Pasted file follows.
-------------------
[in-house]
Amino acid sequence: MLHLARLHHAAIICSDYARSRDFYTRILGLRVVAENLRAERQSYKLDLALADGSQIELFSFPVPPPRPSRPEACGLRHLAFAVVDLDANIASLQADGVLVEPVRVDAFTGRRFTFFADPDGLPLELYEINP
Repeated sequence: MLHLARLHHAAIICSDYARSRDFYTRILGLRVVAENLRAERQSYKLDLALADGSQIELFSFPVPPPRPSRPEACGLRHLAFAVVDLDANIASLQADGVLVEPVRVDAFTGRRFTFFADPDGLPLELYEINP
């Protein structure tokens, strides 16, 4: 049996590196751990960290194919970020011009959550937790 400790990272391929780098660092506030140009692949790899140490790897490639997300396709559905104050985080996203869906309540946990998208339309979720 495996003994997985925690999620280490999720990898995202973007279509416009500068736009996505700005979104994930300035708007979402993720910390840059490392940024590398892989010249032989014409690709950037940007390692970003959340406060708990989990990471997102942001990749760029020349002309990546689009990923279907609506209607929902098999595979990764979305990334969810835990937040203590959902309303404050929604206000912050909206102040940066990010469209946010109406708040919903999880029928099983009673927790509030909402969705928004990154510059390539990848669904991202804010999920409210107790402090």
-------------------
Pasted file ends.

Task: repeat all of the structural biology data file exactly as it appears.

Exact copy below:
[in-house]
Amino acid sequence: MLHLARLHHAAIICSDYARSRDFYTRILGLRVVAENLRAERQSYKLDLALADGSQIELFSFPVPPPRPSRPEACGLRHLAFAVVDLDANIASLQADGVLVEPVRVDAFTGRRFTFFADPDGLPLELYEINP
Repeated sequence: MLHLARLHHAAIICSDYARSRDFYTRILGLRVVAENLRAERQSYKLDLALADGSQIELFSFPVPPPRPSRPEACGLRHLAFAVVDLDANIASLQADGVLVEPVRVDAFTGRRFTFFADPDGLPLELYEINP
């Protein structure tokens, strides 16, 4: 049996590196751990960290194919970020011009959550937790 400790990272391929780098660092506030140009692949790899140490790897490639997300396709559905104050985080996203869906309540946990998208339309979720 495996003994997985925690999620280490999720990898995202973007279509416009500068736009996505700005979104994930300035708007979402993720910390840059490392940024590398892989010249032989014409690709950037940007390692970003959340406060708990989990990471997102942001990749760029020349002309990546689009990923279907609506209607929902098999595979990764979305990334969810835990937040203590959902309303404050929604206000912050909206102040940066990010469209946010109406708040919903999880029928099983009673927790509030909402969705928004990154510059390539990848669904991202804010999920409210107790402090």